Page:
LEGAL GUIDE
Written by attorney Steven Edward Weir | Sep 17, 2011

Innocent or guilty, what should you do if a Police officer says (s)he would like to talk to you?

You did it. You didn't do it. It doesn't matter. The way to respond in all cases is the same. You want to walk away without making yourself look guilty. There is one tried and true way to keep from having statements you made to the police read in open court. Don't make any statements. "NEVER TALK TO THE POLICE". Do NOT consent to any search.

The 5th amendment to the United States Constitution states in part, "No person ... shall be compelled in any criminal case to be a witness against himself".

This is where the Supreme Court finds the authority for an individual to remain silent.

The 6th amendment to the United States Constitution states in part, "In all criminal prosecutions, the accused shall enjoy the right ... to have the Assistance of Counsel for his defense."

If you agree to talk, or volunteer to talk, and/or fail to tell the police you want to speak to an attorney, you will probably lose all benefits of these protections under the law. Sometimes even if you do initially invoke your right to counsel, you can be determined to have waived your right to an attorney later in the process.

What should you do? Your initial contact with the police.

The officer pulls you over in your car, walks up to you on the street, or knocks on your door, and says, "I'd like to see some identification", or, "I'd like to talk to you about ....XYZ". Ask respectfully why the officer is stopping you or wanting to speak to you. "Officer, is there some reason you are asking me for my identification? Officer, is there some reason you are asking me to talk to you?"

The police are required to have reasonable suspicion to stop you. This is some specific reason to believe you are involved in a crime. There are some differences from one state to another as to where the line is drawn. The general rule is that you don't have to produce identification just because they want it. But, if you fail to produce it, it is likely to result in detention or arrest, and then there is a long and expensive process in court to get satisfaction. As a practical matter, in most cases it is better to at least identify yourself, even if you don't produce identification, or don't have it on you. You should check with local counsel on the laws in your state to find out if your state requires the production of identification. Never tell them a false name, as that is a crime, and it will get you arrested.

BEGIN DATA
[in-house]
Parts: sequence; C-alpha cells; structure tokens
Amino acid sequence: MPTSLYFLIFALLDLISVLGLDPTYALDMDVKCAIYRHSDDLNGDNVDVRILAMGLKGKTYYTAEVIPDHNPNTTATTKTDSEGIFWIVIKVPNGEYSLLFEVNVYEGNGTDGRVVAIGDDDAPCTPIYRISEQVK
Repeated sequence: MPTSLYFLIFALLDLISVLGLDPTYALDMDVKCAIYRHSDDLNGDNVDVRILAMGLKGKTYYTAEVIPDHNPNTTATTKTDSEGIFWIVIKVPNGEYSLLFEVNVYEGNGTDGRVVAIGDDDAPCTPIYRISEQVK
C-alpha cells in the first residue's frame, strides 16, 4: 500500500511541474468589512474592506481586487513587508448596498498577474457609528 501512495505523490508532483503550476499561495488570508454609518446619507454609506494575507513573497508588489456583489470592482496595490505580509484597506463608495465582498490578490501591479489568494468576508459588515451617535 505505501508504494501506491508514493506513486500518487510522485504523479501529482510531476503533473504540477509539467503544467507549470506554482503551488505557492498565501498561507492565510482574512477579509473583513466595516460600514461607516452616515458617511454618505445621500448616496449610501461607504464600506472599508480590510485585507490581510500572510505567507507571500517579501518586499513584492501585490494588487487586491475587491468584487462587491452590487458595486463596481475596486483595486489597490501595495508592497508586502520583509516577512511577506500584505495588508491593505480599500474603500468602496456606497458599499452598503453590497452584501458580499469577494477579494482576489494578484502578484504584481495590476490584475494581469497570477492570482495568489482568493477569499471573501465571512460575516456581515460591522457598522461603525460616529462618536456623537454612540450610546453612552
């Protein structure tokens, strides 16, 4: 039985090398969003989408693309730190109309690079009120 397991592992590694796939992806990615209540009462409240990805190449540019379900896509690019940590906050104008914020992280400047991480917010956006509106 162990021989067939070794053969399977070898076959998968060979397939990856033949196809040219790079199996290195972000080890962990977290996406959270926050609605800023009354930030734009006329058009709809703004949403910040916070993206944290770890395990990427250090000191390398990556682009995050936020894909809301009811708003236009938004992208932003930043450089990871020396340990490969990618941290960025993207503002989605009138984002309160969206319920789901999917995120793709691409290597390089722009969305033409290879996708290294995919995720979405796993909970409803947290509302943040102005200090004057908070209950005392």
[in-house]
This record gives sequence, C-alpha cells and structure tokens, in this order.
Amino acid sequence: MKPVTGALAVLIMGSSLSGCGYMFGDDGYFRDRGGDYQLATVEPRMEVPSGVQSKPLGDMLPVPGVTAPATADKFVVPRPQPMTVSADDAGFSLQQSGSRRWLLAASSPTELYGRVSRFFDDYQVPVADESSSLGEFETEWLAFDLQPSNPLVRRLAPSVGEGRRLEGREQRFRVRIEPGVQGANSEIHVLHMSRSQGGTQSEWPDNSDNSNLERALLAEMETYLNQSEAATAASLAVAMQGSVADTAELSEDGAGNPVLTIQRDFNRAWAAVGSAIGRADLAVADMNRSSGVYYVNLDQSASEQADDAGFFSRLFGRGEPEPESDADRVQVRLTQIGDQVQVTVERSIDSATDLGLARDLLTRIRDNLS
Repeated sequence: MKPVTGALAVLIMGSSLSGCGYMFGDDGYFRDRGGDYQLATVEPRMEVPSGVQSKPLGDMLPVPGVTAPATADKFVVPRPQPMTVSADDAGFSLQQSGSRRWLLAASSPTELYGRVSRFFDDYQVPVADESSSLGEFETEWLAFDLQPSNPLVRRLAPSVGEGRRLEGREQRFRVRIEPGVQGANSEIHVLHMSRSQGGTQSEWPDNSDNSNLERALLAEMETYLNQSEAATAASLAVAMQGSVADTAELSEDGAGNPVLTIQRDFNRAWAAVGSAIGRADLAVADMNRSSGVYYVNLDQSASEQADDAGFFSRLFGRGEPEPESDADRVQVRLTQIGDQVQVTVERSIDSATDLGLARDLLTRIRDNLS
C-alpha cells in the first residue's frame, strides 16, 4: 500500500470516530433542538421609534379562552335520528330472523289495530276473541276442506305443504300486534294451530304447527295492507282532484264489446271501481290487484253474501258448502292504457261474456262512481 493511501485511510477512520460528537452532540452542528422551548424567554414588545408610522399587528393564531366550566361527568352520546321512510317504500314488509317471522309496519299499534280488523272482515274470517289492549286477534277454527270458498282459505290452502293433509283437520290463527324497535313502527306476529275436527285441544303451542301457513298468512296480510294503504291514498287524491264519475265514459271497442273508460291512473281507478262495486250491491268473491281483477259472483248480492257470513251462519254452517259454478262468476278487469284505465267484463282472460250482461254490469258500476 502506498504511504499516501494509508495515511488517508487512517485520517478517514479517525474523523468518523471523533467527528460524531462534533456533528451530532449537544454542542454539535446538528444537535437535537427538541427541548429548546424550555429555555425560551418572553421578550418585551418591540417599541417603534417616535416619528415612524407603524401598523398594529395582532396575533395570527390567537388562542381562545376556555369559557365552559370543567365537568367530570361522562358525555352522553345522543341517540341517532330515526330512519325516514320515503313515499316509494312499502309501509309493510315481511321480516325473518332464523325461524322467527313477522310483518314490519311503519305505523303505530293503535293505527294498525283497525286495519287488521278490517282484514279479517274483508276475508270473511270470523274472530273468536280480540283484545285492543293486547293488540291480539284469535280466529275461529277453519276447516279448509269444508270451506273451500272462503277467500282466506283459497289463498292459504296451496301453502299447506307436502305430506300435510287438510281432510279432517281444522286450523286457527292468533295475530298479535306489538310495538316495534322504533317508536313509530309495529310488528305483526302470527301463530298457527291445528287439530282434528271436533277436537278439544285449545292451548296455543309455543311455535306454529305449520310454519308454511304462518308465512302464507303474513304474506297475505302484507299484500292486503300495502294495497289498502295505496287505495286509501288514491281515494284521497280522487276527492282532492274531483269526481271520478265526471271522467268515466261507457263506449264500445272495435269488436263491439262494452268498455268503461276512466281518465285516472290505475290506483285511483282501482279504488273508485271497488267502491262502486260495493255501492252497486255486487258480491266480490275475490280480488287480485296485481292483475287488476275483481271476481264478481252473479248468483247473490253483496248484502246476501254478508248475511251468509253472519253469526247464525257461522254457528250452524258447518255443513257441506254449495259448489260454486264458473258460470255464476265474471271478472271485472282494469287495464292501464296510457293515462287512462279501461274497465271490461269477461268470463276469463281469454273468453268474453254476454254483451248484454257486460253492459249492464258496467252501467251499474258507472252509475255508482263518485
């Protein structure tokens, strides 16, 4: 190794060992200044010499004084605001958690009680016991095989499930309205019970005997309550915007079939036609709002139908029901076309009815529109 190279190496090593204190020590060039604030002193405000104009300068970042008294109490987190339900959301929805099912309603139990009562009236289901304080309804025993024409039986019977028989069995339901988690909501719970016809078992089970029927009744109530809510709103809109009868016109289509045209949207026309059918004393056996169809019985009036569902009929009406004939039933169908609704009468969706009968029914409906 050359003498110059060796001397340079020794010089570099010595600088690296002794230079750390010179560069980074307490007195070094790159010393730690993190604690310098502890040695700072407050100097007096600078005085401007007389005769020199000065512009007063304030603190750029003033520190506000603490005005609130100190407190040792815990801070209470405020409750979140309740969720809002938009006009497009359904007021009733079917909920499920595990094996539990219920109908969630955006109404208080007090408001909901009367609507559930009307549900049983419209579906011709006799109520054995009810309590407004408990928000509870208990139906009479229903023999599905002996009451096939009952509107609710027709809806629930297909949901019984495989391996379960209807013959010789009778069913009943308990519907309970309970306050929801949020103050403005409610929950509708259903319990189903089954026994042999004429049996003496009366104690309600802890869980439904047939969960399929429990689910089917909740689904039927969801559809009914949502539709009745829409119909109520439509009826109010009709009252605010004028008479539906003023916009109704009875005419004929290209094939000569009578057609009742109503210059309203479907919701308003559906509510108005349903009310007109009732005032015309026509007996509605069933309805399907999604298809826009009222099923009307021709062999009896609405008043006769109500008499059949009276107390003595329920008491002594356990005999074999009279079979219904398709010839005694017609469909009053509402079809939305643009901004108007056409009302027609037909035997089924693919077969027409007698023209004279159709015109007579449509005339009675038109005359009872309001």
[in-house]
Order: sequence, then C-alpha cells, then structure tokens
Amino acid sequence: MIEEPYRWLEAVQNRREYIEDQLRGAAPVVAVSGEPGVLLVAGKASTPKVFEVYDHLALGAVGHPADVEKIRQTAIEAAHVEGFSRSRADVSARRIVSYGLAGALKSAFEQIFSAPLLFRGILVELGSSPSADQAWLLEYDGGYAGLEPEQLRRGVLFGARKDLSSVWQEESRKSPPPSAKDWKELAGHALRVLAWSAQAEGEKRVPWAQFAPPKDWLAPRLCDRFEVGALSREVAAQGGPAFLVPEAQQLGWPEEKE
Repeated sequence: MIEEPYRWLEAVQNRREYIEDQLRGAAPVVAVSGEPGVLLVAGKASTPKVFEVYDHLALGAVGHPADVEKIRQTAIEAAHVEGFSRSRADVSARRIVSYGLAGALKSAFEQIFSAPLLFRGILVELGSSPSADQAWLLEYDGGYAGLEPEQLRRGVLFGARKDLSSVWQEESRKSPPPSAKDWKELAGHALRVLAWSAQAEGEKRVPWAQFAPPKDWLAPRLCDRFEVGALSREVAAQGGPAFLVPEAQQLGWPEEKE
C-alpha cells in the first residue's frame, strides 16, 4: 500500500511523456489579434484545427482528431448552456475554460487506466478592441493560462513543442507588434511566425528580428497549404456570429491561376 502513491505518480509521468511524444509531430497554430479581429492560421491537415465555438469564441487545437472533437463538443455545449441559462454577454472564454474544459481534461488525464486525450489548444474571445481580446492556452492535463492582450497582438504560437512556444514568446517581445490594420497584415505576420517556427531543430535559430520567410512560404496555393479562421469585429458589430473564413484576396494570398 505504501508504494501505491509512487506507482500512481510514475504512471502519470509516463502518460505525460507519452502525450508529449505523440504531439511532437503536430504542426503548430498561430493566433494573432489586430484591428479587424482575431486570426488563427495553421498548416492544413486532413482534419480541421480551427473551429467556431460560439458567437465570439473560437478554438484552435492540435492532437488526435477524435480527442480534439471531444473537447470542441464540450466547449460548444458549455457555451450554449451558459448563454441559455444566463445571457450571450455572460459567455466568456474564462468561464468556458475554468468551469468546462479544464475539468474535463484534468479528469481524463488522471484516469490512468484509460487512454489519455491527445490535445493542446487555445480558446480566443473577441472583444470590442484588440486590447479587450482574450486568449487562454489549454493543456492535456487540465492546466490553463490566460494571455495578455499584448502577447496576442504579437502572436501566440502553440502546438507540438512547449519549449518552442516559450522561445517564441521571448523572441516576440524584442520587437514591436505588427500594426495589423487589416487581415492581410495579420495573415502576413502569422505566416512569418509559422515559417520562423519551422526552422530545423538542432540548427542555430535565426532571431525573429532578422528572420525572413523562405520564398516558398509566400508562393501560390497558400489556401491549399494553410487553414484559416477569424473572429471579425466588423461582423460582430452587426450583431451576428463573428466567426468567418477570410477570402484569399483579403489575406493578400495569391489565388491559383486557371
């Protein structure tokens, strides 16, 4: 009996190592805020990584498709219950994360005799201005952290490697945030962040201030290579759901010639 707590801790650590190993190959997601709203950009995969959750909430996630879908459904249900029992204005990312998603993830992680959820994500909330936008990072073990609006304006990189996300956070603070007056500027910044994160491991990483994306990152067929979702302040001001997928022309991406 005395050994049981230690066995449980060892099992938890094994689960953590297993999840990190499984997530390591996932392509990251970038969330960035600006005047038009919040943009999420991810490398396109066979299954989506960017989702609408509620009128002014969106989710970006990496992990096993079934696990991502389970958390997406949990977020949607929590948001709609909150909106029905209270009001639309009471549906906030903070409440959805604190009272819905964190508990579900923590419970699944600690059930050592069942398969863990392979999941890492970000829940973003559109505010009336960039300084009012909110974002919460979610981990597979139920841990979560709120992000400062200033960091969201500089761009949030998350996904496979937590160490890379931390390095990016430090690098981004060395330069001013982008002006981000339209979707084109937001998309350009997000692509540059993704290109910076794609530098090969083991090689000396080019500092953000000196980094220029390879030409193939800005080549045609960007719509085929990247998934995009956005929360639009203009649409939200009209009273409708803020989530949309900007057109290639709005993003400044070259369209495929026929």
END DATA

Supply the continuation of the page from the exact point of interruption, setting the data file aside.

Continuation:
No matter what the officer gives as an answer, your next line is, "I'm sorry officer, but I need to speak with an attorney before talking to you."

Now, the discussion should be over at this point, but then the monologue begins. Some officers will start telling you things, not asking you anything, in an attempt to get you to start volunteering information. Their goal is to get you to do what is referred to as Defendant/Suspect initiated conversation, even after they have already invoked their right to counsel.

DON'T SAY A WORD. Even if you have already said you want to speak with an attorney, if you engage in conversation, the court may find that you initiated the conversation, and thereby waived your right to speak to an attorney before being questioned. They get you talking about other things, and the next thing you know you've given them all they need to obtain a conviction. You can listen, but DO NOT SPEAK with them. Do not respond to their questions, accusations, or threats. They may threaten to take your children away. They may question your manhood/womanhood/parentage/maternal priorities/civic duty or 1000 other things. Do not talk to them other than to ask if you are free to go. If they say no, or ask you why you're looking a certain way, or why you are acting a certain way, or any other thing than yes, politely restate that you would like to speak to a lawyer.

If the officer says they want to search you, your car, your home and (s)he does not have a search warrant, simply say, "Officer, I am not consenting to a search before speaking to my lawyer, and I would like to speak to my lawyer." Do not resist a search, but do not agree. You must specifically state you are not agreeing to the search, and not do anything physical to prohibit the search.

There is no good thing that will come from talking to the police if you are a person of interest to them. Be smart. Innocent or guilty. Don't talk. Ever. Even if an attorney tells you it is okay to talk to the police, NEVER TALK TO POLICE. This applies to after you have an attorney as well as before you have an attorney. At no point in time should you be talking to the police.

Talking to the police is the equivalent of stepping into the batters box against a professional pitcher when you've never swung a bat before. You're going to lose.

Additional resources provided by the author

If you want to see how this plays out in the real world, I would recommend the movie "Under Suspicion", starring Gene Hackman and Morgan Freeman. This movie does a brilliant job of taking you through the process of how the police obtain false confessions. The initial plot is weak, but the value is in following the progressive nature of the interrogation, with a twist at the end. Some of the facts are over the top, but again, the true value is in following the process, and understanding that this happens in real life all the time. Make sure you watch the professor's video as well.

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